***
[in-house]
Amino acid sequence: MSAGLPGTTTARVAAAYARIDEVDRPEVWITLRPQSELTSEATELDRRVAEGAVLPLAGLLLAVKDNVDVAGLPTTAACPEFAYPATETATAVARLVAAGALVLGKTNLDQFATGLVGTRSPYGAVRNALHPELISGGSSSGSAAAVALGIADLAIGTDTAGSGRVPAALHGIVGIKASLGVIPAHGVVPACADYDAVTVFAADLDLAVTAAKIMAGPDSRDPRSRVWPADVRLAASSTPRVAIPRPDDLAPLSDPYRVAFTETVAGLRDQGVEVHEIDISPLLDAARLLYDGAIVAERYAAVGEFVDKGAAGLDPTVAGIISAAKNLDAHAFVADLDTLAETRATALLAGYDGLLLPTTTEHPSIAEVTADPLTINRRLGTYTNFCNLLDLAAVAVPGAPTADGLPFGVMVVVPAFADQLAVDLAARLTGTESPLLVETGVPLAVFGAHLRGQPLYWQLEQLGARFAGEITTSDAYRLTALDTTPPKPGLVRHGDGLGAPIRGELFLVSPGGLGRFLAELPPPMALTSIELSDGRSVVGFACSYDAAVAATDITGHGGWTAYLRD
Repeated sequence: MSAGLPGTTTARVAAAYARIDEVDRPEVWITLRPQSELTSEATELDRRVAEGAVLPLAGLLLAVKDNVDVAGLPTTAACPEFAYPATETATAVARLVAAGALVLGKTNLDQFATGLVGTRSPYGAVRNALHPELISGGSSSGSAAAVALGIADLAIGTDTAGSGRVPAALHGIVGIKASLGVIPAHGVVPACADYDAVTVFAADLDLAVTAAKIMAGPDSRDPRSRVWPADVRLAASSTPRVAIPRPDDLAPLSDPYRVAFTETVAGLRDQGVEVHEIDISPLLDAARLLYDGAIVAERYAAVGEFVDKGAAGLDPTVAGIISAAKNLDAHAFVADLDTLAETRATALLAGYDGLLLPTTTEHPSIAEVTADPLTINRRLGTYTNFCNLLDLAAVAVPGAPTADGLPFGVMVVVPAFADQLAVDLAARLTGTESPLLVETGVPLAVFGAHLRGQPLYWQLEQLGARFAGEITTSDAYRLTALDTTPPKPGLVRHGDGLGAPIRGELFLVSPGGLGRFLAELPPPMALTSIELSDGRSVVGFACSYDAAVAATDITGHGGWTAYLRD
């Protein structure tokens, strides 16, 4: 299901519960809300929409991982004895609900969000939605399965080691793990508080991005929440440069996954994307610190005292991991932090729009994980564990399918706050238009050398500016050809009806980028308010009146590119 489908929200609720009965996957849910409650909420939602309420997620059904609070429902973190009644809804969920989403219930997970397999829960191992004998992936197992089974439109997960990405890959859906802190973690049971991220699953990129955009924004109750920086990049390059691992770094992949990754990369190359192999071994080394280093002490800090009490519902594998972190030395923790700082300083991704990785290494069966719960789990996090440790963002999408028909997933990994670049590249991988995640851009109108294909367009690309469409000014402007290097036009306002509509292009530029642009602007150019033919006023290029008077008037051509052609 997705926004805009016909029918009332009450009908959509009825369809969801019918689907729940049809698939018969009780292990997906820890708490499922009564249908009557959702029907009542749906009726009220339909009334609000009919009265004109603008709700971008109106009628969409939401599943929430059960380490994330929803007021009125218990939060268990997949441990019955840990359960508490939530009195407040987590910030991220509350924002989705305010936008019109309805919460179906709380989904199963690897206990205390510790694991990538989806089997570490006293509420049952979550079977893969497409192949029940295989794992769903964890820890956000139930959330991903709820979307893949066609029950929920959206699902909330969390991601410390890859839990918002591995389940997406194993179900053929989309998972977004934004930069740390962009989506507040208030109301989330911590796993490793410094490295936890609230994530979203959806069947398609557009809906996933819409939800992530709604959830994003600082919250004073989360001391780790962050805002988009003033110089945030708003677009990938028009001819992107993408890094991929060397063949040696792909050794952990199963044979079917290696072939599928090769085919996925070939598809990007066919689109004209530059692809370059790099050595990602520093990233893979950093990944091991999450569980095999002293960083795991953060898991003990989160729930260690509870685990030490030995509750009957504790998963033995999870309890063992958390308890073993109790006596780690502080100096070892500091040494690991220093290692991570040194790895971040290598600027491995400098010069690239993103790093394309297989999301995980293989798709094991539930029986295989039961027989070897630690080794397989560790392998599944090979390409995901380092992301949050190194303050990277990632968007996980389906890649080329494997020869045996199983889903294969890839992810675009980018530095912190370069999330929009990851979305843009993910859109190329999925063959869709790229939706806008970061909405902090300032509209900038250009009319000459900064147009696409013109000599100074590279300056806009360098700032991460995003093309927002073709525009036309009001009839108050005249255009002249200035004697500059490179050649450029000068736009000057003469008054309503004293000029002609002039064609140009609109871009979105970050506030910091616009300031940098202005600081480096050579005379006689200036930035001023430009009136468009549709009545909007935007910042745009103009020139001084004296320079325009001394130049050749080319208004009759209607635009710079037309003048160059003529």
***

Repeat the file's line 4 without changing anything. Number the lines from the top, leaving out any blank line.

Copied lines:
């Protein structure tokens, strides 16, 4: 299901519960809300929409991982004895609900969000939605399965080691793990508080991005929440440069996954994307610190005292991991932090729009994980564990399918706050238009050398500016050809009806980028308010009146590119 489908929200609720009965996957849910409650909420939602309420997620059904609070429902973190009644809804969920989403219930997970397999829960191992004998992936197992089974439109997960990405890959859906802190973690049971991220699953990129955009924004109750920086990049390059691992770094992949990754990369190359192999071994080394280093002490800090009490519902594998972190030395923790700082300083991704990785290494069966719960789990996090440790963002999408028909997933990994670049590249991988995640851009109108294909367009690309469409000014402007290097036009306002509509292009530029642009602007150019033919006023290029008077008037051509052609 997705926004805009016909029918009332009450009908959509009825369809969801019918689907729940049809698939018969009780292990997906820890708490499922009564249908009557959702029907009542749906009726009220339909009334609000009919009265004109603008709700971008109106009628969409939401599943929430059960380490994330929803007021009125218990939060268990997949441990019955840990359960508490939530009195407040987590910030991220509350924002989705305010936008019109309805919460179906709380989904199963690897206990205390510790694991990538989806089997570490006293509420049952979550079977893969497409192949029940295989794992769903964890820890956000139930959330991903709820979307893949066609029950929920959206699902909330969390991601410390890859839990918002591995389940997406194993179900053929989309998972977004934004930069740390962009989506507040208030109301989330911590796993490793410094490295936890609230994530979203959806069947398609557009809906996933819409939800992530709604959830994003600082919250004073989360001391780790962050805002988009003033110089945030708003677009990938028009001819992107993408890094991929060397063949040696792909050794952990199963044979079917290696072939599928090769085919996925070939598809990007066919689109004209530059692809370059790099050595990602520093990233893979950093990944091991999450569980095999002293960083795991953060898991003990989160729930260690509870685990030490030995509750009957504790998963033995999870309890063992958390308890073993109790006596780690502080100096070892500091040494690991220093290692991570040194790895971040290598600027491995400098010069690239993103790093394309297989999301995980293989798709094991539930029986295989039961027989070897630690080794397989560790392998599944090979390409995901380092992301949050190194303050990277990632968007996980389906890649080329494997020869045996199983889903294969890839992810675009980018530095912190370069999330929009990851979305843009993910859109190329999925063959869709790229939706806008970061909405902090300032509209900038250009009319000459900064147009696409013109000599100074590279300056806009360098700032991460995003093309927002073709525009036309009001009839108050005249255009002249200035004697500059490179050649450029000068736009000057003469008054309503004293000029002609002039064609140009609109871009979105970050506030910091616009300031940098202005600081480096050579005379006689200036930035001023430009009136468009549709009545909007935007910042745009103009020139001084004296320079325009001394130049050749080319208004009759209607635009710079037309003048160059003529």